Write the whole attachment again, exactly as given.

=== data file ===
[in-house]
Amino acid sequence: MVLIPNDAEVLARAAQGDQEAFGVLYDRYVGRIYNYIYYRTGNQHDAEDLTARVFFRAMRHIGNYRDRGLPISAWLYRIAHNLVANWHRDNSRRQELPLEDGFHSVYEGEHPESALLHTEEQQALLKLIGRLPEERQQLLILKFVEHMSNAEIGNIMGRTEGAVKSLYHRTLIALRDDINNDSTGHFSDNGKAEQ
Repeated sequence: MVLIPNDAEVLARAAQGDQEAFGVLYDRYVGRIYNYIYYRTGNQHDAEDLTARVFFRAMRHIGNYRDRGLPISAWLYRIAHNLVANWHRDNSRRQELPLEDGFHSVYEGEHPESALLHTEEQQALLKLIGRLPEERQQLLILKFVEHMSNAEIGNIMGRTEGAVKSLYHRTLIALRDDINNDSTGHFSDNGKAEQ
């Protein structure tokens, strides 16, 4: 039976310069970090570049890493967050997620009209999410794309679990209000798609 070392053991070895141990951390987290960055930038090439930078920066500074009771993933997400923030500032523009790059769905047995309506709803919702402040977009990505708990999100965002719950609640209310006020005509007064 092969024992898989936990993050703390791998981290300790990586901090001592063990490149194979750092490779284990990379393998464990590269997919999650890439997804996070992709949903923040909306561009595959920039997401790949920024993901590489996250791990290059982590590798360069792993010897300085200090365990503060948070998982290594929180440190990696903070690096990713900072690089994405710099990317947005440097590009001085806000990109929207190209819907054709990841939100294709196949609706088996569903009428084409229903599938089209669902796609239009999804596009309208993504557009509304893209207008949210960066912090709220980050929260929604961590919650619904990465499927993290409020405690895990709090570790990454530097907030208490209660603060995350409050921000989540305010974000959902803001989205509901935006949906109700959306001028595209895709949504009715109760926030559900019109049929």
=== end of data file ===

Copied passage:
[in-house]
Amino acid sequence: MVLIPNDAEVLARAAQGDQEAFGVLYDRYVGRIYNYIYYRTGNQHDAEDLTARVFFRAMRHIGNYRDRGLPISAWLYRIAHNLVANWHRDNSRRQELPLEDGFHSVYEGEHPESALLHTEEQQALLKLIGRLPEERQQLLILKFVEHMSNAEIGNIMGRTEGAVKSLYHRTLIALRDDINNDSTGHFSDNGKAEQ
Repeated sequence: MVLIPNDAEVLARAAQGDQEAFGVLYDRYVGRIYNYIYYRTGNQHDAEDLTARVFFRAMRHIGNYRDRGLPISAWLYRIAHNLVANWHRDNSRRQELPLEDGFHSVYEGEHPESALLHTEEQQALLKLIGRLPEERQQLLILKFVEHMSNAEIGNIMGRTEGAVKSLYHRTLIALRDDINNDSTGHFSDNGKAEQ
């Protein structure tokens, strides 16, 4: 039976310069970090570049890493967050997620009209999410794309679990209000798609 070392053991070895141990951390987290960055930038090439930078920066500074009771993933997400923030500032523009790059769905047995309506709803919702402040977009990505708990999100965002719950609640209310006020005509007064 092969024992898989936990993050703390791998981290300790990586901090001592063990490149194979750092490779284990990379393998464990590269997919999650890439997804996070992709949903923040909306561009595959920039997401790949920024993901590489996250791990290059982590590798360069792993010897300085200090365990503060948070998982290594929180440190990696903070690096990713900072690089994405710099990317947005440097590009001085806000990109929207190209819907054709990841939100294709196949609706088996569903009428084409229903599938089209669902796609239009999804596009309208993504557009509304893209207008949210960066912090709220980050929260929604961590919650619904990465499927993290409020405690895990709090570790990454530097907030208490209660603060995350409050921000989540305010974000959902803001989205509901935006949906109700959306001028595209895709949504009715109760926030559900019109049929």